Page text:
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Julie Andrews and Daughter Emma Walton Hamilton Let Their Sparkle Out in “The Very Fairy Princess”

Wednesday, April 30th, 2014

Julie Andrews The Very Fairy Princess Graduation GirlDame Julie Andrews is no stranger to the royal life. She’s graced the screen and stage in roles like Cinderella, Queen Clarisse Renaldi in The Princess Diaries and Queen in Shrek. But it’s a new little “royal” that has captured her heart —the star of the children’s book series Andrews authors with daughter Emma Walton Hamilton.


The inspiration for The Very Fairy Princess’s Geraldine is a feisty girl named Hope, Hamilton’s daughter and Andrews’ granddaughter. In the books, she’s a problem-solving princess who, in the latest story, is nervous to graduate and start afresh in a new classroom come fall.

“We really wanted to create a series that empowered little girls to think about who they were inside,” Hamilton says. “It’s ironic that it’s the princess theme, because you think about princesses and it’s all about the externals…and certainly that’s something Gerry, our little princess character, adores, but it’s actually really about the inner sparkle, and she is a different kind of princess than you might imagine.”

Andrews describes Geraldine—who has scabs on her knees and holes in her tights—as a “tomboy.” Gerry does her best to assume the life of a princess while encountering the struggles her normal elementary-aged peers face. “She says things like, you can be whatever you want to be, you just have to let your sparkle out, and so that’s become the recurring theme throughout these books, of Gerry sometimes being in danger of losing her sparkle…but inevitably reclaiming it and finding it again,” Hamilton says.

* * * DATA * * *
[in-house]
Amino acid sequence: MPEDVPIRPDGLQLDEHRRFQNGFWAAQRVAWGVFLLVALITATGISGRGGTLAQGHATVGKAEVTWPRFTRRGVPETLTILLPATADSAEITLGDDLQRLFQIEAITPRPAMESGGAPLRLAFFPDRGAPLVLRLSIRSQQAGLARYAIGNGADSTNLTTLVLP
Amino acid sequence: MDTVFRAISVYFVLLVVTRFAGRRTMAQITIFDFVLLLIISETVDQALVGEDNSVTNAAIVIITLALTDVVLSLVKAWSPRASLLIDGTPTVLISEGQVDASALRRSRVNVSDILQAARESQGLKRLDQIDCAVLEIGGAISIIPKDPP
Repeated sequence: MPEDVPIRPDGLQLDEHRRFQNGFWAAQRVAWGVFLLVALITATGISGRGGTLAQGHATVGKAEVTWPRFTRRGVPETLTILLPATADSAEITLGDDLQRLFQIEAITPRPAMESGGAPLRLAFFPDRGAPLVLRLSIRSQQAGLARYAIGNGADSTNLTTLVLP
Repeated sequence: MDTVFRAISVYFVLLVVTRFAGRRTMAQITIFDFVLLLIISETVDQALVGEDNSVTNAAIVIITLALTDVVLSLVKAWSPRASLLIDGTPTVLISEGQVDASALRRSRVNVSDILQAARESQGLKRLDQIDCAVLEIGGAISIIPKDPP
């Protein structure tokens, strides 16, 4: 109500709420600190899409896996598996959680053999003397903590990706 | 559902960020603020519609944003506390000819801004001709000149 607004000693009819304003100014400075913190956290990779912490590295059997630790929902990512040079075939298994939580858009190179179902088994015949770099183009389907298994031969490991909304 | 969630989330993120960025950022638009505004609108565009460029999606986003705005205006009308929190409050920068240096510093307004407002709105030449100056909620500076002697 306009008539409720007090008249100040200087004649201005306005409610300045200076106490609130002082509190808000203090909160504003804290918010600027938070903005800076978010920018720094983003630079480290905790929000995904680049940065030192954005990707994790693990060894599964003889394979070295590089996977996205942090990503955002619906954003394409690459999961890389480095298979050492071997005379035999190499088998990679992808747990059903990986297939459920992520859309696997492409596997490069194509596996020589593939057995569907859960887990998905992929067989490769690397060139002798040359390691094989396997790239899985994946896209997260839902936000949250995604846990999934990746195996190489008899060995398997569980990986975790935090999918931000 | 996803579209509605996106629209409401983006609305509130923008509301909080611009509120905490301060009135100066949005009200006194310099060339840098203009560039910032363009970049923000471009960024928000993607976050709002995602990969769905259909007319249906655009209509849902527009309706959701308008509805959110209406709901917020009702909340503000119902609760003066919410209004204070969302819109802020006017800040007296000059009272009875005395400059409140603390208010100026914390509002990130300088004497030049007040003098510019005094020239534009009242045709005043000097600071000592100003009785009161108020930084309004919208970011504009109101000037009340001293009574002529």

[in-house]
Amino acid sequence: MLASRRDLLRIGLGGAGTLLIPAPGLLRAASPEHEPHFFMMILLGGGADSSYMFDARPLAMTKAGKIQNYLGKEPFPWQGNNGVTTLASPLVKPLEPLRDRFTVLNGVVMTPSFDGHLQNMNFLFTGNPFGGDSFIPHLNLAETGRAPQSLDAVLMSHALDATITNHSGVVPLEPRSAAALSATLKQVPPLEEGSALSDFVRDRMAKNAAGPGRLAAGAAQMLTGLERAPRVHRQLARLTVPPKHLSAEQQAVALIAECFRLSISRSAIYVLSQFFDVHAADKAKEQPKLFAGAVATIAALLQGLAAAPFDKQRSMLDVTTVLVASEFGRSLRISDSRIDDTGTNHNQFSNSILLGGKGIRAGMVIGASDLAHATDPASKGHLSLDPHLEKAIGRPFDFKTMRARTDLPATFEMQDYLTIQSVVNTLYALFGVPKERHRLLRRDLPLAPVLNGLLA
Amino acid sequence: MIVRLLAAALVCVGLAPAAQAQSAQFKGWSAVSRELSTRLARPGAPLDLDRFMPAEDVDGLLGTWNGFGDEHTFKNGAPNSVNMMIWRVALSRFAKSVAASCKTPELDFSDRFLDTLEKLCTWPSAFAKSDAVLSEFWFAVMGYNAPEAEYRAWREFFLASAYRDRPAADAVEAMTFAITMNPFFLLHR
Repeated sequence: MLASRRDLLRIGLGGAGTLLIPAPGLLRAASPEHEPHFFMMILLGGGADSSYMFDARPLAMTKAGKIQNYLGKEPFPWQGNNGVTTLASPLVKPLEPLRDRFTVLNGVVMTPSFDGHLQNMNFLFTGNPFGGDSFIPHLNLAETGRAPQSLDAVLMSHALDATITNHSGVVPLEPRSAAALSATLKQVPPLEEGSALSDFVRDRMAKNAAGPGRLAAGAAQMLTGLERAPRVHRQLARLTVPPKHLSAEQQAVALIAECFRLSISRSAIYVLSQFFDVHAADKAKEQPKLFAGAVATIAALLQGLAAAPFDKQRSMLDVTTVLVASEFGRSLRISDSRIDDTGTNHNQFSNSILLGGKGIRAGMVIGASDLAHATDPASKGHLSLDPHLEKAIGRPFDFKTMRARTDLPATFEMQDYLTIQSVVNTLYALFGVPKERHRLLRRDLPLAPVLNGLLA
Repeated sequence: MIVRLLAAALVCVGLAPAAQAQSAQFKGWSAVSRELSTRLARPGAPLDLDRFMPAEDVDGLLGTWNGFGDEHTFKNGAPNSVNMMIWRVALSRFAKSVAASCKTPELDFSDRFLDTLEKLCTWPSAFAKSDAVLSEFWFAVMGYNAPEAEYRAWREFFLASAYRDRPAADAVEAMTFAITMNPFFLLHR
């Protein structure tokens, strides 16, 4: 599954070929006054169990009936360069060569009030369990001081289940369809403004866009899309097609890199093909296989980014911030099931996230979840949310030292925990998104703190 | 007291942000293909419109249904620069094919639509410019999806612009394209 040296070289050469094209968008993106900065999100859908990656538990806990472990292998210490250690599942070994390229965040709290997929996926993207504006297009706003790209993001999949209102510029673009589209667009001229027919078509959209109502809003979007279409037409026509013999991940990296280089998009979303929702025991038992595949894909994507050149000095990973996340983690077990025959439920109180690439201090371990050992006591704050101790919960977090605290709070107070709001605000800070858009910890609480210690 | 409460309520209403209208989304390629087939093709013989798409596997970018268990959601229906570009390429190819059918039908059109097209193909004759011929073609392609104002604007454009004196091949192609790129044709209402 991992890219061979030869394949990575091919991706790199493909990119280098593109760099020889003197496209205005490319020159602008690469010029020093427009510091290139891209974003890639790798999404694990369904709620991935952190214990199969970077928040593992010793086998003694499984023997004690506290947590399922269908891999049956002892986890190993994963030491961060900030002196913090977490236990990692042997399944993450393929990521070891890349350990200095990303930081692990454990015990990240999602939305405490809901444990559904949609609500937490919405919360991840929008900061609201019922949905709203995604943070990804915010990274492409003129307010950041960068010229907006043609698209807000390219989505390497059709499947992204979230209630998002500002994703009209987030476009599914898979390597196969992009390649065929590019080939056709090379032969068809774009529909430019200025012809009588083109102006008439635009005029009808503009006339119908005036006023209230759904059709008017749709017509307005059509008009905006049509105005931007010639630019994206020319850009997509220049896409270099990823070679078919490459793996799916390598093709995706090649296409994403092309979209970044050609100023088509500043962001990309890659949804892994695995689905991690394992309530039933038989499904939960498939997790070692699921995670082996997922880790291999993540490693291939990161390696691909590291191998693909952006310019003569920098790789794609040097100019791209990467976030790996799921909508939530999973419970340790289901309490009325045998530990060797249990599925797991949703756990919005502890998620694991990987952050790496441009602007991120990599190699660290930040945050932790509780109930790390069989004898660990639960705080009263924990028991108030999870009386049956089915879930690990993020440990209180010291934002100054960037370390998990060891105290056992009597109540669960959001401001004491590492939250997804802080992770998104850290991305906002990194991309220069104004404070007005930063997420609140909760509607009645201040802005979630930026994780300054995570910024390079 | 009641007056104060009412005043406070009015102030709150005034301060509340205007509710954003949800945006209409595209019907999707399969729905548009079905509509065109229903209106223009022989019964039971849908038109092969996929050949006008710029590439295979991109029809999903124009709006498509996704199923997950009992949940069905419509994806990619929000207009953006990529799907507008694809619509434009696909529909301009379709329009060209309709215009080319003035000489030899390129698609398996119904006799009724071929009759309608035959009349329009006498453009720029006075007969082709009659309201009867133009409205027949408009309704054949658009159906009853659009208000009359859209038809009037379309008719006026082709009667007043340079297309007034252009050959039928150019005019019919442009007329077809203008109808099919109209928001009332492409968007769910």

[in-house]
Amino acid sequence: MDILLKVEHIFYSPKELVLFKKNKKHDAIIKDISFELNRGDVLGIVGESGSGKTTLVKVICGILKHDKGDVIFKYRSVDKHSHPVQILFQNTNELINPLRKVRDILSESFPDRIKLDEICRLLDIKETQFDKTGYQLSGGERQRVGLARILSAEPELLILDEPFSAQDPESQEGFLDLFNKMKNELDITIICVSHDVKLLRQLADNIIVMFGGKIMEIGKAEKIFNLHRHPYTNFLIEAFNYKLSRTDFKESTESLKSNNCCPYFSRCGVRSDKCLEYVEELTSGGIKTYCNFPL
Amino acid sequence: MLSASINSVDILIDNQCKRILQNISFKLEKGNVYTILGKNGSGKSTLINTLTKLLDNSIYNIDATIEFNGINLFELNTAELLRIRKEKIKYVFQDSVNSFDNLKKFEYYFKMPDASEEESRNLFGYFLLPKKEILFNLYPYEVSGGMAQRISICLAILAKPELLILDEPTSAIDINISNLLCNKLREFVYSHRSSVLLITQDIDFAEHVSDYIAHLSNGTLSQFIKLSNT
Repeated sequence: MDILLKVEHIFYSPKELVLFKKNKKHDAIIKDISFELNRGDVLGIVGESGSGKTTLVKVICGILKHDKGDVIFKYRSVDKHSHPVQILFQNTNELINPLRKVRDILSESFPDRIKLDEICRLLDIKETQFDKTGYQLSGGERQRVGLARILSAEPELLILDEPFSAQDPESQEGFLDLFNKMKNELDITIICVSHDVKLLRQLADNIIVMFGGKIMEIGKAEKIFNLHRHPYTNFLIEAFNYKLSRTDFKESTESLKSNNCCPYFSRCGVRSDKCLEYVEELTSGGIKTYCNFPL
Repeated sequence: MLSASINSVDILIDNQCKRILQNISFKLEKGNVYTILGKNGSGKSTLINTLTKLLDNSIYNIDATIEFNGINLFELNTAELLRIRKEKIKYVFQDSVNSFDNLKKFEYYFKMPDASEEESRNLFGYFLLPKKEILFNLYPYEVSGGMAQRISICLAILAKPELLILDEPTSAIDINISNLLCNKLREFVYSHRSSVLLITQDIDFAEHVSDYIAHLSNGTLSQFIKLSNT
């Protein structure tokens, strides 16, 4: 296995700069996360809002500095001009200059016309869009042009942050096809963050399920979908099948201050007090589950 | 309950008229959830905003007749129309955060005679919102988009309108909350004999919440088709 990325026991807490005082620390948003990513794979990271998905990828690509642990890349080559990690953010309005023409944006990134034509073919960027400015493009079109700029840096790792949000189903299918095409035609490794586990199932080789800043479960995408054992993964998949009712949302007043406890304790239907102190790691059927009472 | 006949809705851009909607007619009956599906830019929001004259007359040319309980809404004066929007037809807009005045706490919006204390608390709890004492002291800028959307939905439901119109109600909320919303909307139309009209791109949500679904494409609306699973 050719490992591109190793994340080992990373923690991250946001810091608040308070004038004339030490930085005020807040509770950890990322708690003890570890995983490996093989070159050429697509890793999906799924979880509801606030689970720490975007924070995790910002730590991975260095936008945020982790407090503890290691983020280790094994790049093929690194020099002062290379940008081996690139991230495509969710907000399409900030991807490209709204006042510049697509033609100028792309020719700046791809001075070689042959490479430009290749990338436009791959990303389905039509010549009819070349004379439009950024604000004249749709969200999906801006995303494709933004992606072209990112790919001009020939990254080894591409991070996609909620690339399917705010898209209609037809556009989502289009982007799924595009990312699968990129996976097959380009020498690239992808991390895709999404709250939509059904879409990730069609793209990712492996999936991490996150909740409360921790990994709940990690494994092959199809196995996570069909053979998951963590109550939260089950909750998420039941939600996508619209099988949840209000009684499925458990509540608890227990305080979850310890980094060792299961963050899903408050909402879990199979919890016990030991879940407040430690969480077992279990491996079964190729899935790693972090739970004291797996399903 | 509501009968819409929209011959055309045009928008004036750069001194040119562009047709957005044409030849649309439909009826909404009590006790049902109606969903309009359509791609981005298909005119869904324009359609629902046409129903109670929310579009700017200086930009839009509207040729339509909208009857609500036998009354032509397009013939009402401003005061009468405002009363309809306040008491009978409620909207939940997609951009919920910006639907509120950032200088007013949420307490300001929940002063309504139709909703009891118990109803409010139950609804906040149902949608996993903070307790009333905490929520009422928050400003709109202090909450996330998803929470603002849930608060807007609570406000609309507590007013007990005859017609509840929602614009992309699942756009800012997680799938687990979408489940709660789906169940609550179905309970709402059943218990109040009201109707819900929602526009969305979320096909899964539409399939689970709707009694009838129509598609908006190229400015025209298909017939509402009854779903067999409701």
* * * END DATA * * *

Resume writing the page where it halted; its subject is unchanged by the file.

Just as some of the characters in the story are modeled after real people—Hope’s own male teacher donned polka dot socks, like Gerry’s new teacher does in Graduation Girl!—some of the stories also stem from real-life events.

“There’s one story of my childhood that I wove into this series,” Andrews says, noting that she once had forgotten to pack ballet shoes for a performance that was taking place on a rainy bank holiday. The shops were closed, there was no one she could borrow from, and her socks had holes and were covered in mud. She did have a wet-wipe, which her mother used to paint a shoe over her socks, just as Gerry does in Sparkles in the Snow. When Andrews went on stage, she “left a trail of little white footprints,” she recalls. “You could see [the audience] saying, ‘Is she wearing shoes?’ And I was mortified. I never forgot my shoes again.” In the story, Gerry similarly leaves purple tracks on the stage. “But it was lovely to be able to refer to it and know exactly how the little kid felt,” Andrews said.

While other books are in the works, Andrews and Hamilton are unsure as to whether Gerry will age and tackle more grown-up topics. Hamilton explains the authors did not wish to state the specific grade Gerry was graduating from in the latest book, for example.

In an age so focused on technology, reading books is still vital for children. “When you’re engaging with text, you’re decoding,” as opposed to looking at a screen, where “you’re simply receiving,” Hamilton says. “It is essential to preserve that and to sustain that for young readers.”

Moms, do you have your own little “royal”? Dazzle her with this princess-sneaker cake:

How to Make a Princess-Sneaker Cake
How to Make a Princess-Sneaker Cake
How to Make a Princess-Sneaker Cake

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